1. Product teams cannot afford to live in bubbles. They can’t shelter themselves from the real world. The only way to avoid anaphylactic shock is to stay connected with reality. Our quality of people, our code, our platform, our features, nothing matters if we can’t breathe in the real world or our products can’t survive first contact with customers. How do we survive first contact with customers? We get them into the product cycle as early as possible. How do we do that? We ship imperfect products. We ship them earlier than anyone else. We work harder than anyone else to resolves issues and problems when they come up. We find customers who are ok with stuff that breaks occasionally because their other alternates are more painful than ours.  
  2. Products companies learn to do difficult and hard things early. Products are hard, why make them harder? We find problems that are difficult to solve and relevant to our customers. If they were easy to solve, everyone could solve them. Because they are difficult, it gives us breathing room before the competition can manage to catch up.  People and organizations that can reliably and consistently solve difficult problems are incredibly rare. Once you join the club, word gets around.
  3. How do we solve difficult problems? We break them down into smaller problems. Problems that we can crack in our 30-30-30 build-test-ship framework.  To do this it is important that we have access to inhouse domain expertise. You can’t build a fusion reactor without access to resources who understand fusion reactors. Product shops are often centered around founders or advisors who have spent time in the industry, have exposure, experience and credibility and understand what needs to be done.
  4. Difficult problems also extend product shelf life. No one wants to rock the boat by changing the semiconductor magnetic containment unit on a plasma fusion reactor once we get it working after four decades of research and development. What if in changing the magnets we break it and it won’t start again? Best not to touch it and just let it run. Or let the experts handle it.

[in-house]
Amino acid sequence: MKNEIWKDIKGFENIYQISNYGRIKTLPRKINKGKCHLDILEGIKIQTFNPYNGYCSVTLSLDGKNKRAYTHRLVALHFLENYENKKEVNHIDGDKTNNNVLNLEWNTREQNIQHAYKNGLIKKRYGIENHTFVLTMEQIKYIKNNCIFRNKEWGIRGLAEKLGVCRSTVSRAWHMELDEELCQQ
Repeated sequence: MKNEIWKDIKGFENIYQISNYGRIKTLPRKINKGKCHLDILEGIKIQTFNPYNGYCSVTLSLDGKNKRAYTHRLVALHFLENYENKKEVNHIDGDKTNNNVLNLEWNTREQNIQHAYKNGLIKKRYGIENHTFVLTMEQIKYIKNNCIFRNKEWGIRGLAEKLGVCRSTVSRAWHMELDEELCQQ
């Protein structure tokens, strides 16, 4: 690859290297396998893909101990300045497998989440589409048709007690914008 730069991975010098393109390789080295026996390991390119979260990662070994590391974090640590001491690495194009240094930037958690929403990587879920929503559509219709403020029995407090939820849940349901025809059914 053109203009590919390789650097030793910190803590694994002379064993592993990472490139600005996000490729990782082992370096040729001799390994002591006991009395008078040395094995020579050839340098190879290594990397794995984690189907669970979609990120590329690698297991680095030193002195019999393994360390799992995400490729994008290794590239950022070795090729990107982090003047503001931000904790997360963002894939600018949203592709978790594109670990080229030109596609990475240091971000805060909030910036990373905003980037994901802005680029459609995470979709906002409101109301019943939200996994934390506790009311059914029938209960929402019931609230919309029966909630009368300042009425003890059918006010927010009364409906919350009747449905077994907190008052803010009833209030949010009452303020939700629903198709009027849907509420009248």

5. Product teams aren’t afraid of looking, acting or being stupid. Fault and failure tolerance are strong in them. We can make mistakes and not get fired, because it is in the DNA of our organization. We plan our failures, fail fast and degrade gracefully.
  6. We also invest time on learning from our mistakes. Mistakes don’t go into the dustbin; they go to the lab where they are dissected to death till they have nothing left to give.  The right kind of stupidity is underrated. One where we don’t do the safe thing, but take the untried, untested path. Not because of a dare, but because we think we would find something useful or of interest on that path. We can’t breed it if every single misstep leads to a witch hunt.
  7. Good product teams are never stationary, they never rest. There is always something in the oven.  This is a different kind of talent, one that can never find peace at rest.  One that never settles for what’s on the table but pushes for the slightly better, slightly faster, slightly cheaper, slightly easier to work with, edition. Over a decade, the marginally better add up.
  8. Which means the best product teams are self-aware. They understand what makes them tick and what makes them fall apart. They know what they need to fix and change. No one tells them what is broken. They are already aware of issues and challenges. They don’t drop bandwidth on denial. They understand it well enough to replicate and propagate it across their organization.  

Do such organizations really exist? They do. I ran two of them. Still running one. But I wasn’t the only one. There were others too. They all have one thing in common. They all manically believe and follow the same mantra. Don’t be good, be better.

Even marginally better, but better.